Getty ImagesThe joystick generation is growing fast.
A new report finds that the video game playing population of the United States now totals 135 million -- a 140 percent increase over the amount recorded in 2008.
Those players put in over an hour a month on a wide variety of titles, according to research firm Parks Associates. The biggest draws are free-to-play and social network games, titles that spread beyond consoles and hefty PC rigs and onto the web and smartphones, among other platforms.
Nearly 80 percent of all U.S. gamers play either free-to-play online games or Facebook games, the study found.
[Related: The dark side of free-to-play games]
Tablets were the big wellspring of gamers, with 71 percent of adult owners and 79 percent of teen owners saying they played games on the systems.
Retailers, though, might not be thrilled about the surge of new players, as the report reiterates the oft-stated comment that the age of digital distribution is coming fast.
"Online, and especially mobile, gaming is transforming the industry, changing it from one focused essentially on packaged goods sold at retail to one that provides services to consumers," it reads.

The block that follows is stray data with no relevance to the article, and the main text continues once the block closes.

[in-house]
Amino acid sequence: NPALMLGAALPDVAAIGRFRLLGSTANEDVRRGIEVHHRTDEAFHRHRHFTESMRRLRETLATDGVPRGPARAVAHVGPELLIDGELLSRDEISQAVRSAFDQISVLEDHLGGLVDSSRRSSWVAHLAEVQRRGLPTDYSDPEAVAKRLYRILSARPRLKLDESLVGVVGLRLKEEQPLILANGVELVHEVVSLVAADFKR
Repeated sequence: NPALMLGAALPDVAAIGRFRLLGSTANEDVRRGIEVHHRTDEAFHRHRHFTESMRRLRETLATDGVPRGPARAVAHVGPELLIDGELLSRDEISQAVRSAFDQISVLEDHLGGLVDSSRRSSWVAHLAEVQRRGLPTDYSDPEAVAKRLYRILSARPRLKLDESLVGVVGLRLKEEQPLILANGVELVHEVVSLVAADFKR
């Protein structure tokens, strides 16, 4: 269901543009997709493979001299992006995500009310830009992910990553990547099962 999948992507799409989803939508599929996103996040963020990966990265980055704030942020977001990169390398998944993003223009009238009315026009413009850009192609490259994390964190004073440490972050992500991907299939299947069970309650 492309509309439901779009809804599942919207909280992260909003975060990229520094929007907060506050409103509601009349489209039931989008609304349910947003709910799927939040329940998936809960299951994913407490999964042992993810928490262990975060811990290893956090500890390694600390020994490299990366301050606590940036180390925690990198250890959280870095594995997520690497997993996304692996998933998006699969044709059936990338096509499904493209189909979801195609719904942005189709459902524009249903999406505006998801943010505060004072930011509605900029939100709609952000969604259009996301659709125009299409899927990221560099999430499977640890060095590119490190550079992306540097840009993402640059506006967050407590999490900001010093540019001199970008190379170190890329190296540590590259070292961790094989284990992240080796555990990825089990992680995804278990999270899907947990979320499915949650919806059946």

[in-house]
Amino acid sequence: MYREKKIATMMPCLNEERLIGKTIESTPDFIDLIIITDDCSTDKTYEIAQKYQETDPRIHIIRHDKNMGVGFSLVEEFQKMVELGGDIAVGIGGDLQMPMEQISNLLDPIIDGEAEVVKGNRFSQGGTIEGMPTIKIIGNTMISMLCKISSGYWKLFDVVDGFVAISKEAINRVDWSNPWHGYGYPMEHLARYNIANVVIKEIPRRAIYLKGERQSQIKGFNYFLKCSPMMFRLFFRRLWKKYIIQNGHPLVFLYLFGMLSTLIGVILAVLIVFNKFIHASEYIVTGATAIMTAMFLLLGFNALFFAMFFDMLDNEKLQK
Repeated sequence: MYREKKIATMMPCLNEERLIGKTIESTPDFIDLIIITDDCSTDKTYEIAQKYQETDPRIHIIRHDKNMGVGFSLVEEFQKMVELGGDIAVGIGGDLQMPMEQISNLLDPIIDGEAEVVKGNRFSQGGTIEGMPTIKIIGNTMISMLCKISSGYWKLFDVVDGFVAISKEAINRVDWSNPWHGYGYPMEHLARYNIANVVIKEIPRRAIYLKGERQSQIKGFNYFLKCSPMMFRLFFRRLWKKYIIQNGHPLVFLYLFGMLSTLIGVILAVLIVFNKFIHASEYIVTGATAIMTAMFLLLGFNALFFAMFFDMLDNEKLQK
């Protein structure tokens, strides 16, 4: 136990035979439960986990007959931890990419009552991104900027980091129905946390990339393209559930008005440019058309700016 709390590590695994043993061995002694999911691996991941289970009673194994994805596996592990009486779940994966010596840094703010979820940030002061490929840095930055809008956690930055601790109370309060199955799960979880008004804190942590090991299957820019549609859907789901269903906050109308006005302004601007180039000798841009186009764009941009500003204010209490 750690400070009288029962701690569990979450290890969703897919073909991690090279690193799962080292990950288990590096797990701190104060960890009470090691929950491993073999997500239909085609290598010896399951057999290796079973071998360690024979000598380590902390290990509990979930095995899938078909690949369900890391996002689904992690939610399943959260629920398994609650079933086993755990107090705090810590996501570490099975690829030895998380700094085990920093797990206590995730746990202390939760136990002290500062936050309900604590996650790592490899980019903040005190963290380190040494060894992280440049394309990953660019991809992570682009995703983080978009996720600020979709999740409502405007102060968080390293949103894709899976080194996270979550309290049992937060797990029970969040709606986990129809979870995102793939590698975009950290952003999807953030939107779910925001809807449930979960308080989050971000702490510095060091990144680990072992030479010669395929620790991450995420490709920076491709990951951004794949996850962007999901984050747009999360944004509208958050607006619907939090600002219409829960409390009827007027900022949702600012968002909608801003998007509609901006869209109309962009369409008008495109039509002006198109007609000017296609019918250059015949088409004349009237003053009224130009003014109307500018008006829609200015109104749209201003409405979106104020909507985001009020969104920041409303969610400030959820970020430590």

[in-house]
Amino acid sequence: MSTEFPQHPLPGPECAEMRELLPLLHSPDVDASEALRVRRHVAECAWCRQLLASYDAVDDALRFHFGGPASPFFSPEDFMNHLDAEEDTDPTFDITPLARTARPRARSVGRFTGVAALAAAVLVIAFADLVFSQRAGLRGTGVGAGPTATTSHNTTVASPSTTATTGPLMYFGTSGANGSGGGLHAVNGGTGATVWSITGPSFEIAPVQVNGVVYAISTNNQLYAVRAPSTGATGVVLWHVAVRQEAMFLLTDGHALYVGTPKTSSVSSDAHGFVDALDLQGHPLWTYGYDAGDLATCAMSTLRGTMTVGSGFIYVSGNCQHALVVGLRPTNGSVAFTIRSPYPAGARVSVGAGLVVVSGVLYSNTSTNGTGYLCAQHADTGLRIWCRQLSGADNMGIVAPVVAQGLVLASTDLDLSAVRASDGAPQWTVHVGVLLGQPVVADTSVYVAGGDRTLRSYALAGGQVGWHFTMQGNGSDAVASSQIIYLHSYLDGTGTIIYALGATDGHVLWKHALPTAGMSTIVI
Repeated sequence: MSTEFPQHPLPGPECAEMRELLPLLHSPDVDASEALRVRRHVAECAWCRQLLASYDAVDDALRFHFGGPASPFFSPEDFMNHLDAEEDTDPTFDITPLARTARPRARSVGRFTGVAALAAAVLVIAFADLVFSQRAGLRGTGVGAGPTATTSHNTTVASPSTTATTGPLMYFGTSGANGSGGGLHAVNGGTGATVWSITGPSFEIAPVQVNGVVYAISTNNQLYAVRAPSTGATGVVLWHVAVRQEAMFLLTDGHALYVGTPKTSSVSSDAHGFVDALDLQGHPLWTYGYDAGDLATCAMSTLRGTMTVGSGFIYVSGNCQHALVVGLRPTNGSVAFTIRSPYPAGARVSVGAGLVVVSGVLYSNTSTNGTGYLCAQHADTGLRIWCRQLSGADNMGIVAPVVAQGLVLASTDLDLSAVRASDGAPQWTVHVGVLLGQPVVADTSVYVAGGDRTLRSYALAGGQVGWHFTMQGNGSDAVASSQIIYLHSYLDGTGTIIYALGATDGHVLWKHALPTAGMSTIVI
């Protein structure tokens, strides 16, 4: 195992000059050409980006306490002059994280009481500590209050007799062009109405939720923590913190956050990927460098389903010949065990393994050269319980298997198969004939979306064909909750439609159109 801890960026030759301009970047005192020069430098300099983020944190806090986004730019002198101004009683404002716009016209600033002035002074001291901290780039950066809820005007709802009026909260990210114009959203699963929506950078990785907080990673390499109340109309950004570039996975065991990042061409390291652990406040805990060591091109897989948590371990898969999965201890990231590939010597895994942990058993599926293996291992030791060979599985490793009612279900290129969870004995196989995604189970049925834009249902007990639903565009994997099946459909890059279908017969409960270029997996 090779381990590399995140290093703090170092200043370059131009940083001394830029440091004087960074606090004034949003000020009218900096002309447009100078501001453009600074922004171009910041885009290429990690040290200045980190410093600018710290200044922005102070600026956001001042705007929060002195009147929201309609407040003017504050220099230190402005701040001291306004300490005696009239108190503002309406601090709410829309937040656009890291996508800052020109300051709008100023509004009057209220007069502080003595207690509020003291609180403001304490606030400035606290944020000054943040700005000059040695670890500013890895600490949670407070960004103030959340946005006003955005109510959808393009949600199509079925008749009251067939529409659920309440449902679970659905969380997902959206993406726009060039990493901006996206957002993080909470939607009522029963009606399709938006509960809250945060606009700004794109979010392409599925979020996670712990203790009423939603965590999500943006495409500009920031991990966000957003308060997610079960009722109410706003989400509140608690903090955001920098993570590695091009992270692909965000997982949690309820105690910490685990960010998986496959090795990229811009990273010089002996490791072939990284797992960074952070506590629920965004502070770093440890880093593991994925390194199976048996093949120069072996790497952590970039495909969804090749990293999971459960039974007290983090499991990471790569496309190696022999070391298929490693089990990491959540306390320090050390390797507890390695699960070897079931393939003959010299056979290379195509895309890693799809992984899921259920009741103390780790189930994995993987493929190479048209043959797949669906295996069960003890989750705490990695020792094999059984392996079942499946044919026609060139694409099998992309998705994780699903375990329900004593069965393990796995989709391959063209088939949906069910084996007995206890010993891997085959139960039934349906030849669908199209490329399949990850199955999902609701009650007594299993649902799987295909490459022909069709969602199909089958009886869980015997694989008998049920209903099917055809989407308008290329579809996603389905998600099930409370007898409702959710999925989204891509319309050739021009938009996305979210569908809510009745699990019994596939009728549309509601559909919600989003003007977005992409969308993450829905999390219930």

Free-to-play games are lowering the cost of entry, which is giving a lot of fence sitters a nudge. The games don't stay free for everyone, though. About 5-10 percent of the player base of social and free-to-play games regularly pay out of pocket to keep the fun going. The average Facebook gamer who does spend money on those games shells out about $29 per month, according to the report. Meanwhile, those who pay for virtual goods and upgrades in free-to-play games average about $21 dollars per month.
Mobile games, of course, continue to grow as well. About 18 percent of all gamers download titles to their phones versus just 7 percent in 2008. And just as the user base is growing fast, so too are the revenues.
"Mobile games can yield high amounts of spending per user," says the report. "In particular, most of the top 25 grossing games on both iPhone and Android devices can be
downloaded for free. In this way, mobile gaming is poised to expand U.S. gaming revenues over the next several years by processing hundreds of thousands of gameplay-related microtransactions for a broadening population of gamers."